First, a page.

Compare any two graphics cards:
GeForce 9500 GT DDR2 vs GeForce GT 210
IntroThe GeForce 9500 GT DDR2 comes with clock speeds of 550 MHz on the GPU, and 500 MHz on the 256 MB of DDR2 RAM. It features 32 SPUs as well as 16 Texture Address Units and 8 Rasterization Operator Units.
Compare those specifications to the GeForce GT 210, which has a GPU core clock speed of 589 MHz, and 512 MB of DDR3 memory running at 800 MHz through a 64-bit bus. It also features 16 SPUs, 8 Texture Address Units, and 4 Raster Operation Units.
Power Usage and Theoretical Benchmarks
Power Consumption (Max TDP)
The GeForce 9500 GT DDR2 should in theory perform a lot faster than the GeForce GT 210 overall. (explain)
Texel RateThe GeForce 9500 GT DDR2 should be much (more or less 87%) faster with regards to anisotropic filtering than the GeForce GT 210. (explain)
Pixel RateThe GeForce 9500 GT DDR2 will be a lot (more or less 87%) better at anti-aliasing than the GeForce GT 210, and able to handle higher screen resolutions while still performing well. (explain)
Please note that the above 'benchmarks' are all just theoretical - the results were calculated based on the card's specifications, and real-world performance may (and probably will) vary at least a bit.
Please note that the price comparisons are based on search keywords - sometimes it might show cards with very similar names that are not exactly the same as the one chosen in the comparison. We do try to filter out the wrong results as best we can, though.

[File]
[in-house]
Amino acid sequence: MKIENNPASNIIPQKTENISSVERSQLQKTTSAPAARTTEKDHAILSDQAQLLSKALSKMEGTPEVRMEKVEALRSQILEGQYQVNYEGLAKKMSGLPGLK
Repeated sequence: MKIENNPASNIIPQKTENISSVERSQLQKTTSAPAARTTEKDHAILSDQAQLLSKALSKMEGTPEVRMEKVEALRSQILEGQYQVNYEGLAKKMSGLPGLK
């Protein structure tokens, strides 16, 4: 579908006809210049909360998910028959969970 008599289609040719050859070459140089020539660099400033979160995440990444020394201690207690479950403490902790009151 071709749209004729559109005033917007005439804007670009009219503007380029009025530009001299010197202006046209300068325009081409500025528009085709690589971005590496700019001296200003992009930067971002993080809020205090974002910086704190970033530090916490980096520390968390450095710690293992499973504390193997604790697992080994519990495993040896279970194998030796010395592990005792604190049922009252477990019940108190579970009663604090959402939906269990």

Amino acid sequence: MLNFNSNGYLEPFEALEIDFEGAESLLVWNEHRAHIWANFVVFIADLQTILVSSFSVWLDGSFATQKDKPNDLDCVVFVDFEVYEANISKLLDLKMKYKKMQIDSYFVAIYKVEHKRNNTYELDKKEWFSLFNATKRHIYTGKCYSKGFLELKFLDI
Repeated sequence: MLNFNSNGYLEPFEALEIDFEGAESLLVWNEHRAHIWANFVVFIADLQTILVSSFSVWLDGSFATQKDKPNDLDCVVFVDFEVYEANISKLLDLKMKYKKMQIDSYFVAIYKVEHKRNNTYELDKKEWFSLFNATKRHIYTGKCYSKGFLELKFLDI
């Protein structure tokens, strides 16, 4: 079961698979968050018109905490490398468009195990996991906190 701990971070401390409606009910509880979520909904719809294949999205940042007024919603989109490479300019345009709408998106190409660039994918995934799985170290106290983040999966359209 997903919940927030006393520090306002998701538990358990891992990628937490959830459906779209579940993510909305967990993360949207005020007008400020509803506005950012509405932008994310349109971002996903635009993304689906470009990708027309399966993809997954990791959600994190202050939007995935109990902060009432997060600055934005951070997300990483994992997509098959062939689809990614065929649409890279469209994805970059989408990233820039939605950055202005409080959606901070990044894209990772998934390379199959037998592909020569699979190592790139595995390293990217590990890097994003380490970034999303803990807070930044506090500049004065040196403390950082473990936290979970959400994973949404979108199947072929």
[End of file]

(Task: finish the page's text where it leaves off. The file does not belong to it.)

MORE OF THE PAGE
Memory Bandwidth: Memory bandwidth is the maximum amount of information (measured in MB per second) that can be moved over the external memory interface within a second. It is worked out by multiplying the interface width by its memory clock speed. If it uses DDR type memory, it should be multiplied by 2 once again. If it uses DDR5, multiply by ANOTHER 2x. The better the card's memory bandwidth, the better the card will be in general. It especially helps with anti-aliasing, HDR and high resolutions.
Texel Rate: Texel rate is the maximum amount of texture map elements (texels) that can be applied per second. This is worked out by multiplying the total number of texture units by the core clock speed of the chip. The higher the texel rate, the better the video card will be at texture filtering (anisotropic filtering - AF). It is measured in millions of texels in a second.
Pixel Rate: Pixel rate is the maximum number of pixels that the graphics chip can possibly record to its local memory in a second - measured in millions of pixels per second. The number is calculated by multiplying the number of Raster Operations Pipelines by the the card's clock speed. ROPs (Raster Operations Pipelines - also called Render Output Units) are responsible for drawing the pixels (image) on the screen. The actual pixel rate also depends on lots of other factors, most notably the memory bandwidth - the lower the memory bandwidth is, the lower the ability to get to the maximum fill rate.